August 2, 2016, 4:00pm EST
Yesterday we pointed to the renewed risk that oil represented for stocks.
The persistent bleed in the price of oil for the past three weeks has been with little attention. Even the energy stocks, which have had huge runs since oil bottomed in February, were largely ignoring the slide in the most significant input for those businesses.
As we said yesterday, oil continued to leak lower, even as stocks printed a fresh record high yesterday. As oil went out at the key $40 level, the divergence between oil and stocks had reached an extreme. We said something has to give.
Today, it’s been stocks. Stocks have fallen back, following the lead of further declines in crude — which settles BELOW $40 today.
Why is oil important for stocks?
As we’ve said in a world where stability is king, central bankers have been very sensitive to swings in key financial markets, with the idea that confidence and the perception of stability can quickly become unhinged by market moves. When that happens, it becomes a big, viable threat to the global economic recovery and outlook.
Now, we’ve talked a lot about the divergence between yields and stocks too. In this post-global financial crisis world, when people feel better about the global outlook, they take risk. That means they buy stocks and they move money OUT of the “safe-haven” treasury market. That means yields should move higher, while stock move higher.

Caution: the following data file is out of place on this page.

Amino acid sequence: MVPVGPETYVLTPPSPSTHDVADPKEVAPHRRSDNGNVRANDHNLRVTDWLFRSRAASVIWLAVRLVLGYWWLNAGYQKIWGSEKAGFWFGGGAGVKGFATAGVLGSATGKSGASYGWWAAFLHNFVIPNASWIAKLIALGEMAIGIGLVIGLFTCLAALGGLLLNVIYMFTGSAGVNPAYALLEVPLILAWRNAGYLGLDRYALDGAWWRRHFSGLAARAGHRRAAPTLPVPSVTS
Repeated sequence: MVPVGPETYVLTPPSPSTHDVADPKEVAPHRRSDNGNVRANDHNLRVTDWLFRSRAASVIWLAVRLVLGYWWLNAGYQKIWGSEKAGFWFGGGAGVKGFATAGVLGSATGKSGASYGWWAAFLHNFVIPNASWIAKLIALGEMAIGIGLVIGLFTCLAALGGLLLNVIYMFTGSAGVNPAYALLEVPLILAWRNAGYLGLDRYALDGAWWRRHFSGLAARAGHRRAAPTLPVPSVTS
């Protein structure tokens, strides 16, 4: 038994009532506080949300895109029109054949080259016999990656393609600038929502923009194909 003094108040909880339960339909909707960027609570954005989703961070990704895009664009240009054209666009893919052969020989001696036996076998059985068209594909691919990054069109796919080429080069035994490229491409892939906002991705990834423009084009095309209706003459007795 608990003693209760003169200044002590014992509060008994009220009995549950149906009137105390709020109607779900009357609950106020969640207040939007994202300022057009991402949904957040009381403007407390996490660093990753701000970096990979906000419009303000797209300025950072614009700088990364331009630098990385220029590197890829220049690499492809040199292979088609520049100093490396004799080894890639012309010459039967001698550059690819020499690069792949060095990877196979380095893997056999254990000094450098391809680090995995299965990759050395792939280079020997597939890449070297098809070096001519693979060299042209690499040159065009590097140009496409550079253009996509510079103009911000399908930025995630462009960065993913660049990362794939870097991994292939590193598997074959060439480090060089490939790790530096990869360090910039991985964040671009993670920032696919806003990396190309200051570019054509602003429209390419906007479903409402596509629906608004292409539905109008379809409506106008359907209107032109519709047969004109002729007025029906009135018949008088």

That hasn’t been the case. Yields have continued to trade toward the record lows in recent weeks, even as stocks have traded to new record highs. Why? It’s being driven by capital flows and speculation related to central bank action in Japan and Europe. U.S. Treasuries are offering both a relative safe haven, and a positive yield in a world of negative yields. That keeps freshly printed global money flowing into U.S. Treasuries, which drives up price, and drives down the yield.
With that, logic has again been tossed on its head today. Stocks are falling, along with oil. This is typically a trigger for some elevated risk aversion. One would think Treasuries would be rallying today, pushing yields lower. It has been the opposite.
It may have a lot to do with the fiscal stimulus package that was approved today (overnight) in Japan. The central banks have had the pedal pinned to the floor on monetary policy for the better part of the past seven years, and they’ve gotten no help from governments on fiscal stimulus. Today’s move in Japan may represent a changing of the stimulus guard. With that, the bet on lower yields is being reversed, not just in the U.S., but in Europe and Japan.
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